Operations Management: How to Build a Process Map Video

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  • 0:00 Definition of Process Maps
  • 1:35 Determining the Process
  • 2:45 Flowchart Symbols for…
  • 5:22 Lesson Summary
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Lesson Transcript
Instructor: Beth Loy

Dr. Loy has a Ph.D. in Resource Economics; master's degrees in economics, human resources, and safety; and has taught masters and doctorate level courses in statistics, research methods, economics, and management.

Process maps are important management tools. They help us understand how work flows when completing a task, such as a product or service. This lesson looks at process maps, their benefits, specific symbols, and an example of how to use them.

Definition of Process Maps

Have you ever been the editor of a newsletter? Let's say you have limited time, and during a meeting for new staff, you need to explain how employees can contribute to the newsletter. You decide that the best way to explain how to get published is to do a process map.

Process maps detail the flow of work needed to complete a task. These maps are visual representations of a process. A process map may detail something simple, like how to make a bed, or something much more complicated, like when to drop a bomb on an enemy target.

Process maps are used to identify workflow, which includes key steps, delays, duplications, decisions, and rework steps. Rework steps are those times when the process is bogged down from improper workmanship or faulty inputs. The work slows down the process because it has to be redone. The benefits of using process maps are that:

  • Pictures can represent something visually that would be difficult to do in words
  • They stimulate discussion about problems in the process
  • Areas of noncompliance can be identified
  • They can identify places where improvement is needed
  • Most trainees learn faster when using visuals

Process maps tend to evolve over time. They can be helpful when streamlining operations. Companies can develop them for things like strategic decision-making or product development. You may have one that is current and want to compare it to one you aspire to in the future. The key to developing a process map is to identify the process correctly.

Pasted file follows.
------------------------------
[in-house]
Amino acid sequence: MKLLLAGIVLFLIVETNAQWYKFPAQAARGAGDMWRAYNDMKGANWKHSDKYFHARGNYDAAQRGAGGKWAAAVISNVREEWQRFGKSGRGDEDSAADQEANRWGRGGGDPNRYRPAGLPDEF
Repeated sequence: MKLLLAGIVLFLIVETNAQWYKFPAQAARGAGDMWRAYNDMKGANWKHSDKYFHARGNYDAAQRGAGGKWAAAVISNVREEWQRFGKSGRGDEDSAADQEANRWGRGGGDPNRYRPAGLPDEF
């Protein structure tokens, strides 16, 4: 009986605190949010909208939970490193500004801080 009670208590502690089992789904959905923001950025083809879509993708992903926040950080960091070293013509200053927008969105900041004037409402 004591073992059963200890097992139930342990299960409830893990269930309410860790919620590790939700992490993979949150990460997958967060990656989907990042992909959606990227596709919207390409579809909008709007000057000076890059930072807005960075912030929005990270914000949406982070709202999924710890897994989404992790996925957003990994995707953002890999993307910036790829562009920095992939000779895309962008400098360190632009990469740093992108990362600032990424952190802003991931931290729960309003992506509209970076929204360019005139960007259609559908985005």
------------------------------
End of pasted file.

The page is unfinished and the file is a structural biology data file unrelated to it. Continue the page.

Determining the Process

The most important part of developing a process map is to get the process steps correct. The steps are the parts needed to complete the process in question. To do this, you may need to use job descriptions, observe workers, talk with employees, and interview supervisors.

You begin to develop your process map for creating a quarterly newsletter. You want employees to understand what it takes to get something published. So, we start with the steps. You might not consciously think of this as a process, but it is. Your steps are likely:

  1. Newsletter proposal is received.
  2. Articles are written.
  3. Articles are checked for plagiarism.
  4. Determine if the article is acceptable for publishing. If yes, the draft is approved, and you move to the next step. If no, the article goes to a rework loop and is referred to a specialty editor. If the editor accepts edits to the article, the draft is approved, and you move to the next step. If the editor does not, the articles are declined.
  5. Newsletter is published.

This is the beginning of your process map. Once you have the steps to a process, you can move forward by assigning flowchart symbols.

Flowchart Symbols for Process Maps

Process maps use specific symbols to define certain operations and flows. Let's look at some of the more common symbols and what they mean. We'll do this using our example of developing a newsletter.

When creating a process map, a rectangle is used as a process symbol. Processes are actions that occur during a process. The rectangle is the most commonly used symbol in process maps.

In our example, these processes are:

  • Newsletter proposal received
  • Write articles
  • Plagiarism check
  • Refer to editor
  • Decline articles
  • Approve drafts
  • Publish newsletter

Another common symbol is the decision symbol. This indicates a place in the process where a decision must be made. It's typically a yes/no option. This can be described as a diamond. In our newsletter process map, decisions have to be made as to whether a draft of an article is acceptable. If the article draft is acceptable, it's either approved as is or moved on to an editor for changes. After an editor revamps the article, a second decision has to be made as to whether the article is now acceptable.

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